Masterful! David Gaines solo performance was clever, skilled and totally engrossing. Using only his body, facial expressions and some gibberish, he transported the audience to the circus, both in the ring and the melodrama behind the scenes. Over the course of an a little more than an hour, the players were so well defined that Gaines was able to fully act out a very readable cartoonish version of of good guy gets girl with the help of a dog and a monkey while the bad guy is doomed.
Gaines style was reminiscent of mime, but in a much more evolved form. In questioning the author/performer as to what he would call his style, descriptors such as “non-verbal theater,” “cartoonish,” “gibberish,” and “the marriage of Chaplin and Popeye played in an absurd and frantic style” were all possibilities. I would summarize it as brilliant non-verbal theater finely honed by a masterful actor. Audience members, including several children, were in stitches.
Each character was introduced with enough detail that it was easy to identify them. As the performance progressed, fewer and fewer gestures were needed to recognize each. The damsel was first shown through the use of movement indicating a dress, her gloves, the fastening of a ponytail, a heart-shaped face, and a smile accompanied by ‘bing.’ By the end, she could be defined by two characteristics, the heart-shaped face and smile with a ‘bing.’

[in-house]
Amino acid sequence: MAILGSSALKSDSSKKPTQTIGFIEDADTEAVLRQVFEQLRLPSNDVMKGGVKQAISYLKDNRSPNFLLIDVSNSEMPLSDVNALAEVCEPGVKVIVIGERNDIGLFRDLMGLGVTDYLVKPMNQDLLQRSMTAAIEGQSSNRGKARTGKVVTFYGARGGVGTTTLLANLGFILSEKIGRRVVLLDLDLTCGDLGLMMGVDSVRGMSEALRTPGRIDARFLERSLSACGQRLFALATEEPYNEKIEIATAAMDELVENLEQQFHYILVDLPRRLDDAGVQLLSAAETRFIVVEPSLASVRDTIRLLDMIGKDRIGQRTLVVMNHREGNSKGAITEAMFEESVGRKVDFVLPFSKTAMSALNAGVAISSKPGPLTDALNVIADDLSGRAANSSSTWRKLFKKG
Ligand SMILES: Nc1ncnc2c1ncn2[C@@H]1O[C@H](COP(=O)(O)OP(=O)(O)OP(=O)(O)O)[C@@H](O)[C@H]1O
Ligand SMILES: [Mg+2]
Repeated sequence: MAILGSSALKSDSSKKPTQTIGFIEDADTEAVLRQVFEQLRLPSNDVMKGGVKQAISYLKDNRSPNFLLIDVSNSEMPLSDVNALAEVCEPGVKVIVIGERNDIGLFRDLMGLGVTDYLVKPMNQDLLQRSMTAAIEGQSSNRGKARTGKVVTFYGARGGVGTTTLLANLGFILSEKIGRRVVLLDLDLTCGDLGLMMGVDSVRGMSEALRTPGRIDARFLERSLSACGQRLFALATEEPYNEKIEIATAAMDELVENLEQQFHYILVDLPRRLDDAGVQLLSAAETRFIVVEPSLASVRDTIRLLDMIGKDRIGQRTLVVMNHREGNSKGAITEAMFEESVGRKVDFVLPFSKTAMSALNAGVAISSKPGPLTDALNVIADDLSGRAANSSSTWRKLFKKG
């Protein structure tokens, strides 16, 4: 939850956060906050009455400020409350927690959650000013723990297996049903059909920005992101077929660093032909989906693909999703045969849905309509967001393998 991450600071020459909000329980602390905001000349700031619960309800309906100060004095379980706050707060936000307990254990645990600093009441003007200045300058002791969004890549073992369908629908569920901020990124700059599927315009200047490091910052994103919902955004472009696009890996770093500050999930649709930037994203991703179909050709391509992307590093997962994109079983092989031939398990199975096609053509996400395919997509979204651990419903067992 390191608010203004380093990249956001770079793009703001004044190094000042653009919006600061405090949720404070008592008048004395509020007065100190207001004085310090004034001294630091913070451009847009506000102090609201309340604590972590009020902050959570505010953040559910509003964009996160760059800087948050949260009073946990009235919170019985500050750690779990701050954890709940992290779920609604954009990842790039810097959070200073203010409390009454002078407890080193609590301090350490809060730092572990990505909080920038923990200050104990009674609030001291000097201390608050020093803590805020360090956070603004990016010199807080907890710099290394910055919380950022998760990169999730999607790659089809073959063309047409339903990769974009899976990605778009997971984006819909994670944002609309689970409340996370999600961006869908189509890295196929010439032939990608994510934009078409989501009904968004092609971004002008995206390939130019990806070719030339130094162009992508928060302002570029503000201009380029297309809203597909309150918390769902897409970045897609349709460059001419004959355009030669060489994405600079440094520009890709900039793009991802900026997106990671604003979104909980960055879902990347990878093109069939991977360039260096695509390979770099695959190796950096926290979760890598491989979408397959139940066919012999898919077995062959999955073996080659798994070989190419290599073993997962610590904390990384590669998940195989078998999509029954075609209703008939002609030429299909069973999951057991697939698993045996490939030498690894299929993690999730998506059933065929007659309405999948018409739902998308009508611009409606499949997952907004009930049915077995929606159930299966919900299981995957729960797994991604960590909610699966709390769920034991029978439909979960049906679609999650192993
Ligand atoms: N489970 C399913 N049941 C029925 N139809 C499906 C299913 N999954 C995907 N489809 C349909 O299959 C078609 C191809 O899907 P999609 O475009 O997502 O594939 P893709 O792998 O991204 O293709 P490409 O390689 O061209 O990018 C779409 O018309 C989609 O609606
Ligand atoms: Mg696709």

Exploring the essence of each character to make them recognizable by only a gesture or two allowed the stage to be filled with multiple players, all easily identified. Gaines ability to showcase interactions between characters employed an action by one, followed by a 360 degree turn and a slow motion reaction by the other party. The time to change from one character into another was almost as fast as it would take one to follow the action and reaction by two corporeal actors.
To get a better feel for the unique style of David Gaines, watch his solo performance of Kurosawa’s 7 Samurai movie via the link below. The epic movie is retold at comic breakneck pace by one self-described “exhausted and ridiculous actor.”
Running Time: 75 minutes, with no intermission.
A Little Business at the Big Top played at George Mason University’s TheaterSpace – 4400 University Drive, in Fairfax, played for two nights only: November 7 and 8, 2014. For tickets. The full list of performances comprising the Season of Innovation: Mason Fringe can be found online.